The Sendlinger Tor (translated: Sendling Gate) is a city gate at the southern extremity of the historic old town area of Munich. It served as a fortification for the defence and is one of Munich's three remaining gothic town gates (the other two being the Isartor and the Karlstor).
The Sendlinger Tor (located at Sendlinger Str 49) lies at the southern end of Sendlingerstrasse, the north-south highway through Munich's old town. Thus separates the Sendlinger Tor of the old city from the Isar suburb. The Sendlinger Tor is at an altitude of 525 metres (1,722 ft) above sea level.
As part of the great urban expansion by Ludwig the Bavarian (from 1285 to 1337), a second city wall with four town gates was built, of which Sendlinger Tor was one. In 1318, Sendlinger Tor was first mentioned as a starting point for the road to Italy, but was probably existing earlier. Originally there was only the distinctive central tower gate (typical of the Munich city gates of the time). In 1420 that was supplemented by the two flanking towers, which were required to properly terminate the end of the outer city wall.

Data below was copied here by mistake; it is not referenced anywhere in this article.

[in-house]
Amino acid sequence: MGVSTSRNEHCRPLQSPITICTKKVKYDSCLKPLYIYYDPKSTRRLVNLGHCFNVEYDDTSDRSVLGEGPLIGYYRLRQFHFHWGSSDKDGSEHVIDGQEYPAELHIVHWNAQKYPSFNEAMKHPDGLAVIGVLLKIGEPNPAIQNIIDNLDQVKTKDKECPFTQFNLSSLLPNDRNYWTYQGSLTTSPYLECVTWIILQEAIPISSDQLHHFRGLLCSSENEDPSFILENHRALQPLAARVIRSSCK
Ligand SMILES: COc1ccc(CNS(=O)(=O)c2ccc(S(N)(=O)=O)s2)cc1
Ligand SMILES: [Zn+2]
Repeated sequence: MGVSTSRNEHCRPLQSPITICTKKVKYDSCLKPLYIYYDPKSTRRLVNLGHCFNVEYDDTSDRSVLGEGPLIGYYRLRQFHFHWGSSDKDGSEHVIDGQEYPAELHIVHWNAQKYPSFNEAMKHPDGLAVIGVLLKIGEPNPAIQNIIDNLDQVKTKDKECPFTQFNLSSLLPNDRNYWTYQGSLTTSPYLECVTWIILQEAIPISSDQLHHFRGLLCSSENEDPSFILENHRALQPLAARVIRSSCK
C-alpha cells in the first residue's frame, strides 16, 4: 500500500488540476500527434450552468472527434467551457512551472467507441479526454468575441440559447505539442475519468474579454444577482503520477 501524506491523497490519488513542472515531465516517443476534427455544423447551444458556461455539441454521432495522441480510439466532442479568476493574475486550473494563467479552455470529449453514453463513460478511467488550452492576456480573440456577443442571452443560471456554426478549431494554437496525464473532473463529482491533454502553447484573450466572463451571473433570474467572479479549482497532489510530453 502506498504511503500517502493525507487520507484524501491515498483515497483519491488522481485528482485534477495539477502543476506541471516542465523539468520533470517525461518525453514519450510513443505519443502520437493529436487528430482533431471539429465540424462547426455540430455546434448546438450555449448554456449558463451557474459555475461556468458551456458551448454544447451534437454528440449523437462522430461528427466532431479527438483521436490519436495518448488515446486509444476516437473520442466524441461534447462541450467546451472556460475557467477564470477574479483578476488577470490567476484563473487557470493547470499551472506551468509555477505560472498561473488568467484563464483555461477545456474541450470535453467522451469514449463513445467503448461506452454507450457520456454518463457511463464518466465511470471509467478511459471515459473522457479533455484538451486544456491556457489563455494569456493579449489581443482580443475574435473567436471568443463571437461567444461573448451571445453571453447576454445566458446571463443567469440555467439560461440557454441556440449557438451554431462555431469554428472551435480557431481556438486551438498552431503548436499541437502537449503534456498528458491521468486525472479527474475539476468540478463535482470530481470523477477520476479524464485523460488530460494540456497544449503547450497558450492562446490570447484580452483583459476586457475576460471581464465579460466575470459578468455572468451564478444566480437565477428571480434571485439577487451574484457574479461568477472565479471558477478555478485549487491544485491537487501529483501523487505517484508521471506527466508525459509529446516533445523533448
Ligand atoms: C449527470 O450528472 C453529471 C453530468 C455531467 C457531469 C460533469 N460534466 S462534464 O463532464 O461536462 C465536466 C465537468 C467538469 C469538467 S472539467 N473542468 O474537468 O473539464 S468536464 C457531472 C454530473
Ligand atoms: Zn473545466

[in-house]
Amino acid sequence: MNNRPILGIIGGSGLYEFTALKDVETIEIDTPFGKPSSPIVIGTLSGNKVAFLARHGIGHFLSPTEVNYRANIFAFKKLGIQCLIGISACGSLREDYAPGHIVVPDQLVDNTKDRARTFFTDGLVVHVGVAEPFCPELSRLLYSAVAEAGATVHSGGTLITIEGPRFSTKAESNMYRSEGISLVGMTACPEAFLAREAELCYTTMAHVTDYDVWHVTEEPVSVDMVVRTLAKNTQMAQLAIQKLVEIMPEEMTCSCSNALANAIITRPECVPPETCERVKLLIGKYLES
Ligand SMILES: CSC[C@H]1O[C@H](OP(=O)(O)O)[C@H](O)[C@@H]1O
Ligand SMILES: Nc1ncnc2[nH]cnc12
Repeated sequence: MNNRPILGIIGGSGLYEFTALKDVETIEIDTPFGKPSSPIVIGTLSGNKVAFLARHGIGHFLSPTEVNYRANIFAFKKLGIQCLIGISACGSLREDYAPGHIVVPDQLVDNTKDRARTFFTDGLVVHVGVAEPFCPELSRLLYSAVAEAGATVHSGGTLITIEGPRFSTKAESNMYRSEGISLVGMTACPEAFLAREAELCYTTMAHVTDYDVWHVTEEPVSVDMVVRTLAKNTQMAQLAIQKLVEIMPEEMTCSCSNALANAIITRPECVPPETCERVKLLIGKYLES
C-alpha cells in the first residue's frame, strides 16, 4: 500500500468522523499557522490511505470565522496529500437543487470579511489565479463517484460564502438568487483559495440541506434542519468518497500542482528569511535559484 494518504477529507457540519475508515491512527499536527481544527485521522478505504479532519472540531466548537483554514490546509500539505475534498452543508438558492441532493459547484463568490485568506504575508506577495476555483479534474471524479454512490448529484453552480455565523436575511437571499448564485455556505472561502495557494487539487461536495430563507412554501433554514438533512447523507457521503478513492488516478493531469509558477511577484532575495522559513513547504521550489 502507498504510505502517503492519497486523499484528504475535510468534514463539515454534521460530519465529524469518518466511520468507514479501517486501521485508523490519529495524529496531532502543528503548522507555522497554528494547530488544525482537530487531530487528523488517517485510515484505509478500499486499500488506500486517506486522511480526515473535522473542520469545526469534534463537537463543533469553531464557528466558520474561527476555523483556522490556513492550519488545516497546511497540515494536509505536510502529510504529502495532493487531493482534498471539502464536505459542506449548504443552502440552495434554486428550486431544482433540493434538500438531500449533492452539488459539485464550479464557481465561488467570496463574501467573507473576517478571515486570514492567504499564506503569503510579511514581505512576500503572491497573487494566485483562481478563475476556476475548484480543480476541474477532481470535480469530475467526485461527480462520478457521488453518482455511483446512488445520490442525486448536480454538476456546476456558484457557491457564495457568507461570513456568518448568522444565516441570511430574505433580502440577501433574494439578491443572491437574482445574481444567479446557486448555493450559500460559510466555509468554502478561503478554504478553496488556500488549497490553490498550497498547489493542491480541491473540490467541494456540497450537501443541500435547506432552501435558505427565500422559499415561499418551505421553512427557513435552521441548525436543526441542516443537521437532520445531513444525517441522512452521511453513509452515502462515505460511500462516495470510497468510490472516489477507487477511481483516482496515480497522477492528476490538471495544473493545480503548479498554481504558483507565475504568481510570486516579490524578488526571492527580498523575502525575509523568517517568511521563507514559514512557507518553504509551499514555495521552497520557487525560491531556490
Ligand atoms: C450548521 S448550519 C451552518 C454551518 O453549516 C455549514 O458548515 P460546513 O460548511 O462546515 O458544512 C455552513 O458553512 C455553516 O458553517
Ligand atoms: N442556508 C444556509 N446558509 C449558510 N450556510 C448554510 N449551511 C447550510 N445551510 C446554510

In 1808 the central tower was demolished. In 1860 a restoration of the two remaining Medieval flanking towers and the wall with three arches. In 1906, these original three arches were replaced by the one large single arch.
In the Second World War, the gate was barely damaged. It was refurbished in the 1980s. On the Sendlinger Tor, a remnant of the old city wall can still be seen, which previously went up the Herzog-Wilhelm-Str.
|Wikimedia Commons has media related to Sendlinger Tor.|
- muenchen.de: Sendlinger Tor
- for Das Sendlinger Tor at the Bavarian State Office for the Preservation of Historic Buildings and Monuments
- 360°x180° Panorama Sendlinger Tor QuickTime required